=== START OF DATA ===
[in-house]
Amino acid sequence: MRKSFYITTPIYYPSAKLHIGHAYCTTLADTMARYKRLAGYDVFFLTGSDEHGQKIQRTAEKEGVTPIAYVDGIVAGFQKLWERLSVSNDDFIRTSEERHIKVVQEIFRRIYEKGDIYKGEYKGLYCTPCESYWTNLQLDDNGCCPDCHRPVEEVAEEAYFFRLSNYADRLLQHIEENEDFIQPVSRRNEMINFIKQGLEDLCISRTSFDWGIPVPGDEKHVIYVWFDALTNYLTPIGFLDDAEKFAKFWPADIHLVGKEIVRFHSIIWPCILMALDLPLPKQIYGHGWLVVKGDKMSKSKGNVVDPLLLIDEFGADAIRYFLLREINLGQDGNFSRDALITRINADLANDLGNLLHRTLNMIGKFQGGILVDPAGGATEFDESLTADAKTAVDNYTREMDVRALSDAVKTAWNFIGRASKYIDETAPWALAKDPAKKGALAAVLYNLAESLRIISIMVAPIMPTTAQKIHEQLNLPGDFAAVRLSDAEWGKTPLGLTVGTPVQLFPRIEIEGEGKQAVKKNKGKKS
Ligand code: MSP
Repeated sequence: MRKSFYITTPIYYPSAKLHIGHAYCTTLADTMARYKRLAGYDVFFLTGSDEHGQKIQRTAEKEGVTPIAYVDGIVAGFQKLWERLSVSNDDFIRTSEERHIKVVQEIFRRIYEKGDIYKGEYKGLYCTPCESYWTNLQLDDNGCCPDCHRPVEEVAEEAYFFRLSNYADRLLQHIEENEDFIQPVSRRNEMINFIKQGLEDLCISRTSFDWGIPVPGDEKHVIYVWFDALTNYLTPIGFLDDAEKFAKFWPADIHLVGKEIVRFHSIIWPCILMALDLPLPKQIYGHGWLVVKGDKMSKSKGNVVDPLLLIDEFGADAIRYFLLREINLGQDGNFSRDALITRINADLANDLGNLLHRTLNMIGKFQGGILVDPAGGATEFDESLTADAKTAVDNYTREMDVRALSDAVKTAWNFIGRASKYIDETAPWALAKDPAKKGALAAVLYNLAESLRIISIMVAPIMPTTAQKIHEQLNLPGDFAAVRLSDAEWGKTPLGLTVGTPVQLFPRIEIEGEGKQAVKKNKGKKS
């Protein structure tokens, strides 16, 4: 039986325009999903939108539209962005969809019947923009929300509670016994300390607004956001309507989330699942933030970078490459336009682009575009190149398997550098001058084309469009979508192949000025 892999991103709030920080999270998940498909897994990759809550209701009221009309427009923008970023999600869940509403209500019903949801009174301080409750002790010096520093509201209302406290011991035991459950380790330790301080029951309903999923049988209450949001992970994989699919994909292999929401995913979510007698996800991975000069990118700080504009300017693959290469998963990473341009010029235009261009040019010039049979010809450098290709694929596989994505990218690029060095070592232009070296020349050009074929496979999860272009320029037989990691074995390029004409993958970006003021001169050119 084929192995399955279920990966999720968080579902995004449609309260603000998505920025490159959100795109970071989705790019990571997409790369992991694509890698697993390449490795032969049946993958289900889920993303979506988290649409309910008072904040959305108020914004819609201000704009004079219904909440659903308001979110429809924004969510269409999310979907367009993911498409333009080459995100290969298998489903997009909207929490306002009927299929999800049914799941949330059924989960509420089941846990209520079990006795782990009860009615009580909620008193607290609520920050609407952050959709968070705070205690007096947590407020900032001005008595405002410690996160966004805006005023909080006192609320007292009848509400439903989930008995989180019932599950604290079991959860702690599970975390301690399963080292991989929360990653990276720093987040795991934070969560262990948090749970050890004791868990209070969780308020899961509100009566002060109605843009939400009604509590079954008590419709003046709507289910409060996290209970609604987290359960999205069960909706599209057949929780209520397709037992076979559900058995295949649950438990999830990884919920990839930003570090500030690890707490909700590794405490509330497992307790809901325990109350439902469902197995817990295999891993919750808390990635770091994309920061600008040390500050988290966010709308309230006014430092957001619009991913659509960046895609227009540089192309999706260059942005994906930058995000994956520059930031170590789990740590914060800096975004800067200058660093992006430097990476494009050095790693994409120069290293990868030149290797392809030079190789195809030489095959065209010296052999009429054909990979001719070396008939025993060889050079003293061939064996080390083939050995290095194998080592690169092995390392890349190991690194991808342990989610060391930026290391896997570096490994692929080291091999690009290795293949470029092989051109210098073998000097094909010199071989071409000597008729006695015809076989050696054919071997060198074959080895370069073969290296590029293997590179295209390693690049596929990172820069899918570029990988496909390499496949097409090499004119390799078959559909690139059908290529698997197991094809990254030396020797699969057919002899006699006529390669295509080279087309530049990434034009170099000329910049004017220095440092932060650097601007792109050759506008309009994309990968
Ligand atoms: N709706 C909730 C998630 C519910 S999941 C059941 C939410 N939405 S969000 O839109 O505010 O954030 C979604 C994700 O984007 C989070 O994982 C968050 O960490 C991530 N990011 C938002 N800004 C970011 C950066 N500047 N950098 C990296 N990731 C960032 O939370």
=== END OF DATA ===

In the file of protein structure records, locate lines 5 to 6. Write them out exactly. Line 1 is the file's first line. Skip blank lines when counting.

């Protein structure tokens, strides 16, 4: 039986325009999903939108539209962005969809019947923009929300509670016994300390607004956001309507989330699942933030970078490459336009682009575009190149398997550098001058084309469009979508192949000025 892999991103709030920080999270998940498909897994990759809550209701009221009309427009923008970023999600869940509403209500019903949801009174301080409750002790010096520093509201209302406290011991035991459950380790330790301080029951309903999923049988209450949001992970994989699919994909292999929401995913979510007698996800991975000069990118700080504009300017693959290469998963990473341009010029235009261009040019010039049979010809450098290709694929596989994505990218690029060095070592232009070296020349050009074929496979999860272009320029037989990691074995390029004409993958970006003021001169050119 084929192995399955279920990966999720968080579902995004449609309260603000998505920025490159959100795109970071989705790019990571997409790369992991694509890698697993390449490795032969049946993958289900889920993303979506988290649409309910008072904040959305108020914004819609201000704009004079219904909440659903308001979110429809924004969510269409999310979907367009993911498409333009080459995100290969298998489903997009909207929490306002009927299929999800049914799941949330059924989960509420089941846990209520079990006795782990009860009615009580909620008193607290609520920050609407952050959709968070705070205690007096947590407020900032001005008595405002410690996160966004805006005023909080006192609320007292009848509400439903989930008995989180019932599950604290079991959860702690599970975390301690399963080292991989929360990653990276720093987040795991934070969560262990948090749970050890004791868990209070969780308020899961509100009566002060109605843009939400009604509590079954008590419709003046709507289910409060996290209970609604987290359960999205069960909706599209057949929780209520397709037992076979559900058995295949649950438990999830990884919920990839930003570090500030690890707490909700590794405490509330497992307790809901325990109350439902469902197995817990295999891993919750808390990635770091994309920061600008040390500050988290966010709308309230006014430092957001619009991913659509960046895609227009540089192309999706260059942005994906930058995000994956520059930031170590789990740590914060800096975004800067200058660093992006430097990476494009050095790693994409120069290293990868030149290797392809030079190789195809030489095959065209010296052999009429054909990979001719070396008939025993060889050079003293061939064996080390083939050995290095194998080592690169092995390392890349190991690194991808342990989610060391930026290391896997570096490994692929080291091999690009290795293949470029092989051109210098073998000097094909010199071989071409000597008729006695015809076989050696054919071997060198074959080895370069073969290296590029293997590179295209390693690049596929990172820069899918570029990988496909390499496949097409090499004119390799078959559909690139059908290529698997197991094809990254030396020797699969057919002899006699006529390669295509080279087309530049990434034009170099000329910049004017220095440092932060650097601007792109050759506008309009994309990968
Ligand atoms: N709706 C909730 C998630 C519910 S999941 C059941 C939410 N939405 S969000 O839109 O505010 O954030 C979604 C994700 O984007 C989070 O994982 C968050 O960490 C991530 N990011 C938002 N800004 C970011 C950066 N500047 N950098 C990296 N990731 C960032 O939370």